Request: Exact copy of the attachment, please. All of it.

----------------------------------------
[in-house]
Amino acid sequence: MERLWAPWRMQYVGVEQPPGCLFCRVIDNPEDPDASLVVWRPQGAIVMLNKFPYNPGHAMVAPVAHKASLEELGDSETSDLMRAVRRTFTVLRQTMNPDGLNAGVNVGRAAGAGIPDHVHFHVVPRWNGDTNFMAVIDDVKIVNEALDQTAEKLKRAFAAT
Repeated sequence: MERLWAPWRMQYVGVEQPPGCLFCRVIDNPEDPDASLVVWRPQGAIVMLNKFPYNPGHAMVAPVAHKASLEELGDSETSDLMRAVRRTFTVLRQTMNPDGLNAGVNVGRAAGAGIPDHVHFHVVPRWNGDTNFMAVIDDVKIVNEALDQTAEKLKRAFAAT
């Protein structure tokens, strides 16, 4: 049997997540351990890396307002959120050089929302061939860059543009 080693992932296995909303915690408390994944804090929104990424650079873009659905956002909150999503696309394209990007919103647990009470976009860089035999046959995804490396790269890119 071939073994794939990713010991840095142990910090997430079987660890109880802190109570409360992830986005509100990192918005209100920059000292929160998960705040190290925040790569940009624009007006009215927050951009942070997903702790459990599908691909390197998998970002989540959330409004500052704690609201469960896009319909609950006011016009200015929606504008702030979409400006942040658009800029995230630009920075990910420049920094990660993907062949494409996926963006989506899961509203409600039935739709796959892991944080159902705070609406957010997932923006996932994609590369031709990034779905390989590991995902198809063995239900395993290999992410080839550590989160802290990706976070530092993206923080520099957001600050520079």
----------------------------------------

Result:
[in-house]
Amino acid sequence: MERLWAPWRMQYVGVEQPPGCLFCRVIDNPEDPDASLVVWRPQGAIVMLNKFPYNPGHAMVAPVAHKASLEELGDSETSDLMRAVRRTFTVLRQTMNPDGLNAGVNVGRAAGAGIPDHVHFHVVPRWNGDTNFMAVIDDVKIVNEALDQTAEKLKRAFAAT
Repeated sequence: MERLWAPWRMQYVGVEQPPGCLFCRVIDNPEDPDASLVVWRPQGAIVMLNKFPYNPGHAMVAPVAHKASLEELGDSETSDLMRAVRRTFTVLRQTMNPDGLNAGVNVGRAAGAGIPDHVHFHVVPRWNGDTNFMAVIDDVKIVNEALDQTAEKLKRAFAAT
């Protein structure tokens, strides 16, 4: 049997997540351990890396307002959120050089929302061939860059543009 080693992932296995909303915690408390994944804090929104990424650079873009659905956002909150999503696309394209990007919103647990009470976009860089035999046959995804490396790269890119 071939073994794939990713010991840095142990910090997430079987660890109880802190109570409360992830986005509100990192918005209100920059000292929160998960705040190290925040790569940009624009007006009215927050951009942070997903702790459990599908691909390197998998970002989540959330409004500052704690609201469960896009319909609950006011016009200015929606504008702030979409400006942040658009800029995230630009920075990910420049920094990660993907062949494409996926963006989506899961509203409600039935739709796959892991944080159902705070609406957010997932923006996932994609590369031709990034779905390989590991995902198809063995239900395993290999992410080839550590989160802290990706976070530092993206923080520099957001600050520079």